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Excavating History: Archeology, Diving & Museums


On February 15, 2021 from 7:00 – 8:30 pm (EST) the Howard University Alumni Association will host a virtual live panel of esteemed alumni who are pioneers in the effort to research, unearth, preserve, interpret and present this link in the history of the African Diaspora.


We invite all alumni and the community at large to join us as we celebrate Black History Month.  Not only will this stimulating panel discussion afford its audience a rich and rare glimpse into a relatively new area of archeology, but it will provide an opportunity to hear first-hand accounts from Howard University alumni who are literally making Black history come alive in our lifetime.

The panel will feature:

  • Mary N. Elliott, Esq. (‘88) is the curator of American Slavery at the Smithsonian’s National Museum of African American History and Culture. She co-curated the museum’s “Slavery and Freedom” inaugural exhibition and is a team member of the museum’s Slave Wrecks Project.

  • Kamau Sadiki (’80) is a Board Member and Lead Instructor wit Diving with Purpose, which is an international organization committed to resurrecting the stories of slave shipwrecks through underwater archeology excavation. Diving With Purpose trains African American to become skilled scuba divers so that they may be instrumental in chronicling their own history.

  • Dr. Justin Dunnavant, Ph.D. (’09) is a Postdoctoral Fellow at Vanderbilt University and is co-founder and President of the Society of black Archeologists. His current research in the US Virgin Islands investigates the relationship between ecology and enslavement in the former Danish West Indies.

  • Dr. Alexandra Jones, Ph.D. (’03) is the Founder and CEO of Archeology in the Community which is a non-profit educational organization dedicated to revealing the various ways in which archeologists uncover hidden secrets from the past.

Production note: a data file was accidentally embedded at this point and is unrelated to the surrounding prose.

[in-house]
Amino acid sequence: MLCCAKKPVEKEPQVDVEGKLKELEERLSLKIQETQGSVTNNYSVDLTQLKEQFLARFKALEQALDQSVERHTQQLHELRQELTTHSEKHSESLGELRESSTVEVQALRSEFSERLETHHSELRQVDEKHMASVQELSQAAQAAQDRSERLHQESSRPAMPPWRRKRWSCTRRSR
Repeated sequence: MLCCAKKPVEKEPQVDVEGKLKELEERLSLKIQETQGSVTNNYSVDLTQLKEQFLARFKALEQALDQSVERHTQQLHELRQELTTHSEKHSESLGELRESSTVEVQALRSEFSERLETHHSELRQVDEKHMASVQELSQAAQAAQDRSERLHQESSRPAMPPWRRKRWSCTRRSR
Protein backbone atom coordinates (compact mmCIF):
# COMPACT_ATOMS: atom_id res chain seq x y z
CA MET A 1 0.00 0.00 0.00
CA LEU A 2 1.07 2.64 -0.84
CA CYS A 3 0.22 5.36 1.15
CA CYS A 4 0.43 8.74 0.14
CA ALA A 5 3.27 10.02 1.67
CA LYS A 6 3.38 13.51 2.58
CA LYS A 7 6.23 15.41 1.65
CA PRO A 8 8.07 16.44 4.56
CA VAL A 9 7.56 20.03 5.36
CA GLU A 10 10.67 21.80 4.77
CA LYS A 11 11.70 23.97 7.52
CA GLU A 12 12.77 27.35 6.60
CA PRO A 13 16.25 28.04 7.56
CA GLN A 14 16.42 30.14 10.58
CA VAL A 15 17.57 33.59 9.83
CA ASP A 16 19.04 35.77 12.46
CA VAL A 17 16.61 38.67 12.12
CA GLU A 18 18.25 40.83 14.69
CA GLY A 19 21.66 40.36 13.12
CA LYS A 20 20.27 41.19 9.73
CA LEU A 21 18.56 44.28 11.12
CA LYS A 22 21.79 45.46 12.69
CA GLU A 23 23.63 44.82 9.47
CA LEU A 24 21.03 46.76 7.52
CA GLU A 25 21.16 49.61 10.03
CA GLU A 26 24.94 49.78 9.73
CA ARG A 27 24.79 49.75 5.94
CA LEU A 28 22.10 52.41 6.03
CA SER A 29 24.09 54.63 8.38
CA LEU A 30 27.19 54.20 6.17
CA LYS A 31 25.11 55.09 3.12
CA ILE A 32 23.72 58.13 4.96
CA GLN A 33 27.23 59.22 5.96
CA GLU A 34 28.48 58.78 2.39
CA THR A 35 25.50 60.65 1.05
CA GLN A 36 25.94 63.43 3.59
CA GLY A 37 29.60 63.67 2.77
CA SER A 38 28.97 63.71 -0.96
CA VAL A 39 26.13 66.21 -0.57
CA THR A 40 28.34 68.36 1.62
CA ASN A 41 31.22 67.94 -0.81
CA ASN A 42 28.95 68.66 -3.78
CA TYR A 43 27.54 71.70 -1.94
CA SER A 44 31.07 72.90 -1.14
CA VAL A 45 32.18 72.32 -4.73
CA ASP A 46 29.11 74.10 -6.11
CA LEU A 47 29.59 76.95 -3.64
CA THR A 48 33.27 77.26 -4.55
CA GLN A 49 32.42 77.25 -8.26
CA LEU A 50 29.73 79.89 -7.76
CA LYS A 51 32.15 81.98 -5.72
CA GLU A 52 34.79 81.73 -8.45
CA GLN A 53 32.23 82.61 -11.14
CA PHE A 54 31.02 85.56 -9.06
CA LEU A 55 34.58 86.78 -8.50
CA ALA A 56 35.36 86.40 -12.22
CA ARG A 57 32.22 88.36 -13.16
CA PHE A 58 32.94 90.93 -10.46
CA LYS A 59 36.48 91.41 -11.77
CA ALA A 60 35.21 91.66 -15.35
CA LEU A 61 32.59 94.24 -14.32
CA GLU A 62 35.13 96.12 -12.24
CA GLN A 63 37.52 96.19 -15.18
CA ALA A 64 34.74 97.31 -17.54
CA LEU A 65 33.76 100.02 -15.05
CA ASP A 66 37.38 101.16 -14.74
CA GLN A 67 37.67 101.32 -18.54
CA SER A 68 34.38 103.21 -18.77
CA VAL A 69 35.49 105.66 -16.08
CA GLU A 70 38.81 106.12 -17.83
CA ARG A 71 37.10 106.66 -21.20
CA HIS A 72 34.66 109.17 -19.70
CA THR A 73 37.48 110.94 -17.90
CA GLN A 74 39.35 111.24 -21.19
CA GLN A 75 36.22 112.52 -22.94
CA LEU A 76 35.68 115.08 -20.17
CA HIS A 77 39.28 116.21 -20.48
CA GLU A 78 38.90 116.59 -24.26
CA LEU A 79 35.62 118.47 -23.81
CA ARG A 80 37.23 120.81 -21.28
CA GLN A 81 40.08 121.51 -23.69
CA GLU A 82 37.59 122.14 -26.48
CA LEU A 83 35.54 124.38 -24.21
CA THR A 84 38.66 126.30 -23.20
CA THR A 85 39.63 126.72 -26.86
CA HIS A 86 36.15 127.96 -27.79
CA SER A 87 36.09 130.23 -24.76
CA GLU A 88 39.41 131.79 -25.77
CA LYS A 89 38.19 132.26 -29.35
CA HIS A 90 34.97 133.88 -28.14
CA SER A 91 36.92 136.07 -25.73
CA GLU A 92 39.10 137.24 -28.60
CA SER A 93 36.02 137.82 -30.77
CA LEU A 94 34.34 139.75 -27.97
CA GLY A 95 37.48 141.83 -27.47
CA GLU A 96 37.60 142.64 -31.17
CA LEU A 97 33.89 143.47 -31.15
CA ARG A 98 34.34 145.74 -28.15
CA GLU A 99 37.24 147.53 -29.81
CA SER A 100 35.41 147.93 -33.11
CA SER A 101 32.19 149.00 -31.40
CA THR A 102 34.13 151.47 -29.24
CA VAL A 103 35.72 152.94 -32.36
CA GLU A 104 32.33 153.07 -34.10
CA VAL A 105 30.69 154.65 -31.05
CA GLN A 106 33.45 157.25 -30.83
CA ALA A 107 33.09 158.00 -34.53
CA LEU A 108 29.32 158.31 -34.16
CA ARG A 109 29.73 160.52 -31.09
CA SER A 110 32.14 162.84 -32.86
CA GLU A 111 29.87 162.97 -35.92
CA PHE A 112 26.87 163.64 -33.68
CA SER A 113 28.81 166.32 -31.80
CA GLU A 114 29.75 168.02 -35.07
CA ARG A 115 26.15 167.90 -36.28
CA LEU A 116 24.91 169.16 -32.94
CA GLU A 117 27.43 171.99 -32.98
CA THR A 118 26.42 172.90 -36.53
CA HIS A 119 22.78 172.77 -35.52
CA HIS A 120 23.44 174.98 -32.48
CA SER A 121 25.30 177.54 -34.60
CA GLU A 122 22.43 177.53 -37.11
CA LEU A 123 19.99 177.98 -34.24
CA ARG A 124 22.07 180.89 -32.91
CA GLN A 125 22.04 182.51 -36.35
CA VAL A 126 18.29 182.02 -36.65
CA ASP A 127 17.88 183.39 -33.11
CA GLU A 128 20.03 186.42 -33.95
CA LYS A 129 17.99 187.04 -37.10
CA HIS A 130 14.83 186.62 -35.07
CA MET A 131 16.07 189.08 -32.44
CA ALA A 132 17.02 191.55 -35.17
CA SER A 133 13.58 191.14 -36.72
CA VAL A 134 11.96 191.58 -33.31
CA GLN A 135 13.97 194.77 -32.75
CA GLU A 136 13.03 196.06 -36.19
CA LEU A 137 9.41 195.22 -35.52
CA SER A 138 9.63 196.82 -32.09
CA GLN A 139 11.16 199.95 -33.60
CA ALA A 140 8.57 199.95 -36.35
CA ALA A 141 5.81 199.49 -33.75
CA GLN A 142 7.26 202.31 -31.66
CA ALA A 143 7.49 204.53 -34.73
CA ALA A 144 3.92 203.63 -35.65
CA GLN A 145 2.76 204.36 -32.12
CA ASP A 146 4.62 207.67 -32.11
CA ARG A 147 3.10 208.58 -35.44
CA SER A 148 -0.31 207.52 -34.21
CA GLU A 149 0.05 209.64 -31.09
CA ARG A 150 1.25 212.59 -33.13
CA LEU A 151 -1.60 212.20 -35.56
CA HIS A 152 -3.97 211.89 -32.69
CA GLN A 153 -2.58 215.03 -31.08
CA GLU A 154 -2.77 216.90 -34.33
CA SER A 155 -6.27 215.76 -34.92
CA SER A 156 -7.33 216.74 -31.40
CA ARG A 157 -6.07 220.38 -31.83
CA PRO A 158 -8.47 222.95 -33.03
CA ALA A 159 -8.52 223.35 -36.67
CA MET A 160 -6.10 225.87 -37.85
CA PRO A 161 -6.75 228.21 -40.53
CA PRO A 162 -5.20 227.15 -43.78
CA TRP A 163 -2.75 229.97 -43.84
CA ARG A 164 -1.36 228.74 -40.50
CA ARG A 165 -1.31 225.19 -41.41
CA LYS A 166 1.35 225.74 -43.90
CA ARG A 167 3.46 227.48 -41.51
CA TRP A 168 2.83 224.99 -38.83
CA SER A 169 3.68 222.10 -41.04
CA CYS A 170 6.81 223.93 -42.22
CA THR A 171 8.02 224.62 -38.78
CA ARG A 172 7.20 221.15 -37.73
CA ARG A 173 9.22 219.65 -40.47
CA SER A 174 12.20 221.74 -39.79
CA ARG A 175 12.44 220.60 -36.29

According to the Trans-Atlantic Slave Trade Database roughly 35,000 ships brought over 12.5 million Africans across the Atlantic Ocean to the Americas during the 350 odd years of the slave trade. However, not every ship made it safely to its destination.  From the 15th to the 19th century there was an estimated 500 to 1,000 ships that were purportedly wrecked. Nearly 500,000 lives were lost. Yet, to date only the remains of five shipwrecks have been found. (“Diving Into the Unfolding History of Wrecked Slave Ships,” by Tara Roberts,, August 22, 2019) 


This modern era has afforded scientists and museum curators the magnificent opportunity to gather pieces of archeological puzzles that heretofore were implausible to solve. For over 10 years efforts have been underway to unearth shipwrecks held in the tight liquid grip of waters off the coasts of South Africa, Florida, St. Croix, Alabama, Senegal, Brazil, Cuba and other sites. It is an undertaking which engages archeologists, historians, scuba divers, teachers and scientists. The collective goal is to unearth the histories of the captors and their enslaved which have been sitting at the bottom of the sea for hundreds of years. Thanks to the stellar contributions of these Howard University alumni, the goal is within our grasp.

Georgette L. Greenlee, 


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